BOOK: Alcatraz Versus the Shattered Lens (2010)

Alcatraz Versus the Shattered Lens Year: 2010 Author: Brandon Sanderson Length: 382 minutes / 6.36 hours After reading through the last two books in Brandon Sanderson’s Alcatraz series, I was hesitant to continue with the fourth book, Alcatraz Versus the Shattered Lens. What I found innovative and hilarious in the first book had become a bit more annoying by books two and three. Book four, however, was a refreshing addition to the series. It helped that the jokes were funny enough that I actually laughed out loud. Moreover, the lore and overall arching plot of the series seemed to coalesce into something that made sense and was actually driving toward a satisfying conclusion. While I can’t completely disregard the previous two books in the series, I felt that there was probably enough backstory explanation in Alcatraz Versus the Shattered Lens that these other books could be potentially be skipped over altogether. After all, we learn a lot about Alcatraz, his family roots, and the Smedry talents in this book, and...
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MOVIE: Bumblebee (2018)

Bumblebee Year: 2018 Rating: PG-13 Length: 114 minutes / 1.90 hours While I’m nowhere close to being a fan of the Transformers series, I’d occasionally watch the latest installment when it came to the cheap theater in town. I stopped doing this after the third film and only saw the fourth one on Redbox. I never even bothered with the most recent one. Then comes along this spinoff to the main storyline, Bumblebee (2018). For once, I was legitimately interested. The trailers made it seem like a cute little prequel/backstory for the practically mute robot in disguise. In the end, I was not disappointed, as Bumblebee was a fun and charming romp that showed what this franchise could have been like if Michael Bay didn’t direct. I appreciated how this movie essentially went full-in with its nostalgia. After all, since the Transformers originated in the 1980s, why couldn’t a film take advantage of this timeline to also reference lots of other 80s pop culture? Fortunately,...
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MOVIE: Ralph Breaks the Internet (2018)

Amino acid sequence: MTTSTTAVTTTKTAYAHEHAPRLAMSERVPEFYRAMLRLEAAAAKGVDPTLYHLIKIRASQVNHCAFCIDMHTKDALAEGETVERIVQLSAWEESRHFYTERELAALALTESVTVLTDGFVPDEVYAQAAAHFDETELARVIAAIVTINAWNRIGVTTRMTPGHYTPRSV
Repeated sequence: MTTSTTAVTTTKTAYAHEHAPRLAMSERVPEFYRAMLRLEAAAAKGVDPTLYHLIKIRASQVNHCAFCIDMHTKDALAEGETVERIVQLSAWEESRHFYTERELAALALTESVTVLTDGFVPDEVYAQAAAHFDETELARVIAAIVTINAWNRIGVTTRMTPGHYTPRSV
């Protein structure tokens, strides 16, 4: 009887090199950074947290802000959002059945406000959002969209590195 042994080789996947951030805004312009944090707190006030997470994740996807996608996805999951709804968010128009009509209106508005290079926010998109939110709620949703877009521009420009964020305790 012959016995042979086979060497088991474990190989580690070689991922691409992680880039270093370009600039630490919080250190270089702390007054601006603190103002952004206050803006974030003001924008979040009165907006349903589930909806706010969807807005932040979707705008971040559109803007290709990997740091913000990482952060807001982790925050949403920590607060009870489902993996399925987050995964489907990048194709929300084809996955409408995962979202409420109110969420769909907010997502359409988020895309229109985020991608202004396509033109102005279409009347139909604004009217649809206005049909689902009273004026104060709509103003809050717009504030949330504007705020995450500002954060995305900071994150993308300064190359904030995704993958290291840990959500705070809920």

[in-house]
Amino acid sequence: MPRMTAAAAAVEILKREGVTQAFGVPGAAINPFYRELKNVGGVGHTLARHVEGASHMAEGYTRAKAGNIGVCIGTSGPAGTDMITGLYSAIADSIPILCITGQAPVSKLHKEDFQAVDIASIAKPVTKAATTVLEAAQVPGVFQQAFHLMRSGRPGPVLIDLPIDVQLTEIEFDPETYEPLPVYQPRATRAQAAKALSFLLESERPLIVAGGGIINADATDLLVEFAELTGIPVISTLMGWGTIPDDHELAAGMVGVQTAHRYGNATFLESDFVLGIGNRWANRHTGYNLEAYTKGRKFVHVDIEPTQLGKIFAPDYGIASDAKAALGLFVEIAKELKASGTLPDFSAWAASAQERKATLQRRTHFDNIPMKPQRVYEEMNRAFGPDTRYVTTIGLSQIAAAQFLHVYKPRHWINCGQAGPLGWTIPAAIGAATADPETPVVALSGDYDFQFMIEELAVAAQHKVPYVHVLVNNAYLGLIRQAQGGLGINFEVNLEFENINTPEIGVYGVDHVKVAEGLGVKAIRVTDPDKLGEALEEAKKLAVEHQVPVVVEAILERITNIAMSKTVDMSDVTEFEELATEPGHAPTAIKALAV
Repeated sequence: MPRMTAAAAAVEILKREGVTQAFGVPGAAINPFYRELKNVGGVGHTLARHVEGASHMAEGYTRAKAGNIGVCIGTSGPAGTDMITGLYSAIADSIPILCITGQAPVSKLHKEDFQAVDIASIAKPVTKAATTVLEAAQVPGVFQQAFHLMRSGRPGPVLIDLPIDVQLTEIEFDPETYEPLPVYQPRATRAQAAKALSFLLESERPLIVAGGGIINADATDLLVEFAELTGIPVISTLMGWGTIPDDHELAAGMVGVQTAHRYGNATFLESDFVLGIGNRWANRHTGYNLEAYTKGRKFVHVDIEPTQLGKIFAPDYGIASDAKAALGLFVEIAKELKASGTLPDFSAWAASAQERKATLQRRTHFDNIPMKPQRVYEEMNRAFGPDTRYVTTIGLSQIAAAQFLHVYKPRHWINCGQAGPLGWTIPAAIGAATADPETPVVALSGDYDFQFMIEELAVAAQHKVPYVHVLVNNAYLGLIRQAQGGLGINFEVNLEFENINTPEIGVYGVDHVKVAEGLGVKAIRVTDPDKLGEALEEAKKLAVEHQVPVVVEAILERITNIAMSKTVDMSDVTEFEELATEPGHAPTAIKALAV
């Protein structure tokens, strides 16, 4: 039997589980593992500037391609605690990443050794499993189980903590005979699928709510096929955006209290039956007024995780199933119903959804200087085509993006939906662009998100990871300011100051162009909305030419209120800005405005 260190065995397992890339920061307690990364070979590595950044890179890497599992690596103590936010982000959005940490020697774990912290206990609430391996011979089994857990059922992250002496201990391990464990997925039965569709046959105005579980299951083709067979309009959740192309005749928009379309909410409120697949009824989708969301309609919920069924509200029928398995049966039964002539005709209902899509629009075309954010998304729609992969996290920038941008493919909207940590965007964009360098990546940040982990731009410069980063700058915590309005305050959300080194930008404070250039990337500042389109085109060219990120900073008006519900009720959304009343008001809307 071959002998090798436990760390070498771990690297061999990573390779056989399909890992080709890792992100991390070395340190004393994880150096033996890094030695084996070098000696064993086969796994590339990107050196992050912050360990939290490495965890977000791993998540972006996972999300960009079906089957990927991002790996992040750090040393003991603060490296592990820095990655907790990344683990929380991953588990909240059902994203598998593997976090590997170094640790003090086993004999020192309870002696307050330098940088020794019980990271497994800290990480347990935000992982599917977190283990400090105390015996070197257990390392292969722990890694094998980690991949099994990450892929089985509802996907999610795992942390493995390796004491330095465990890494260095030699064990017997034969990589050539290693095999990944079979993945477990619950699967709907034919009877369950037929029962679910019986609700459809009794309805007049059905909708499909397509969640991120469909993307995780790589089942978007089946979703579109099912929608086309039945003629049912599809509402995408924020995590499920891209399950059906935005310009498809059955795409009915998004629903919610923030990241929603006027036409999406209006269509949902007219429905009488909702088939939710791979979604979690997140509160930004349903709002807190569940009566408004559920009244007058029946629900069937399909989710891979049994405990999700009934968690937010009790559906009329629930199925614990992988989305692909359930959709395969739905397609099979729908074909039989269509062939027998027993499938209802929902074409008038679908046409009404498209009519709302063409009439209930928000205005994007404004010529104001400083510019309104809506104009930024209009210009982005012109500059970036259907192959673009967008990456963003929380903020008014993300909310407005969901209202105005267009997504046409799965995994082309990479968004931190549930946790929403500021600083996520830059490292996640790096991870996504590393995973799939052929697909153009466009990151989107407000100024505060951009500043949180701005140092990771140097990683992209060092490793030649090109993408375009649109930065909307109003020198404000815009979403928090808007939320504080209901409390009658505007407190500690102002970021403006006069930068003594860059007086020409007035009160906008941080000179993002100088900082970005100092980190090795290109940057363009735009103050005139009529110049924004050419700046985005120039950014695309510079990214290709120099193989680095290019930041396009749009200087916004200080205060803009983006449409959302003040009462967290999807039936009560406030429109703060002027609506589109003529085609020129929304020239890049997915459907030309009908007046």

Ralph Breaks the Internet Year: 2018 Rating: PG Length: 111 minutes / 1.85 hours Back in 2012, I was impressed that a movie like Wreck-It Ralph could exist. The amount of licensing agreements needed to bring together so many recognizable characters from famous franchises was a daunting task the likes of which I hadn’t seen since Who Framed Roger Rabbit? (1988). Similarly, the sequel to Wreck-It Ralph, Ralph Breaks the Internet (2018) had the challenge of integrating so many brand names and websites into something that could work as a story without becoming too dated as time marches on. In both cases, I think the balance between brand-name recognition and original content helped to make for an entertaining film. In the lead-up to the release of Ralph Breaks the Internet, I was concerned that it was going to rely heavily on internet memes for its laughs—taking a somewhat similar tack from The Emoji Movie (2017). I also had concerns that this movie would also focus...
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BOOK: In Ashes Born (2015)

In Ashes Born Year: 2015 Author: Nathan Lowell Length: 310 pages As someone who enjoyed the core Golden Age of the Solar Clipper series, parts of it seemed rushed in order to focus on the rise of Ishmael Wang to the penultimate title of “Owner.” Along the way, there were characters and sub-plots that I would have loved to see more of but woefully had to settle with focusing almost entirely on Ishmael’s story. From his time at the Academy to whatever happened with his first marriage, I think these moments not contained in the wrappings of ship life would have added a few moments of reprieve between the exciting world of Solar Clippers. In Ashes Born manages to quench my thirst for more stories set in this universe. It also manages to pull together many of the interesting characters over the core 6-book series and place them on track to have perhaps the most exciting adventure yet. Similar to how Ender’s Game pulled disparate characters together for a final battle...
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MOVIE: The Ballad of Buster Scruggs (2018)

The Ballad of Buster Scruggs Year: 2018 Rating: R Length: 133 minutes / 2.21 hours The Coen Brothers have a curiously innate ability to be able to create stories that can one moment be comedic and laugh-out-loud funny before taking a dark turn into tragic territory. While their latest work, the Netflix film, The Ballad of Buster Scruggs (2018), looks like it would trend more toward comedy, it basically spends most of its time in the realm of violence and tragedy. Now don’t get me wrong: this doesn’t mean it’s a bad movie. In fact, once the first few “comedic” pieces conclude, the movie really gets into some fantastic stories. Arranged as a series of six vignettes, the main star of The Ballad of Buster Scruggs is the setting. Filmed on location in a variety of western locales, the beauty of the scenery is on full display in each of the six stories (even if in lesser amounts in the last piece). The cinematography is superb, only barely outperformed...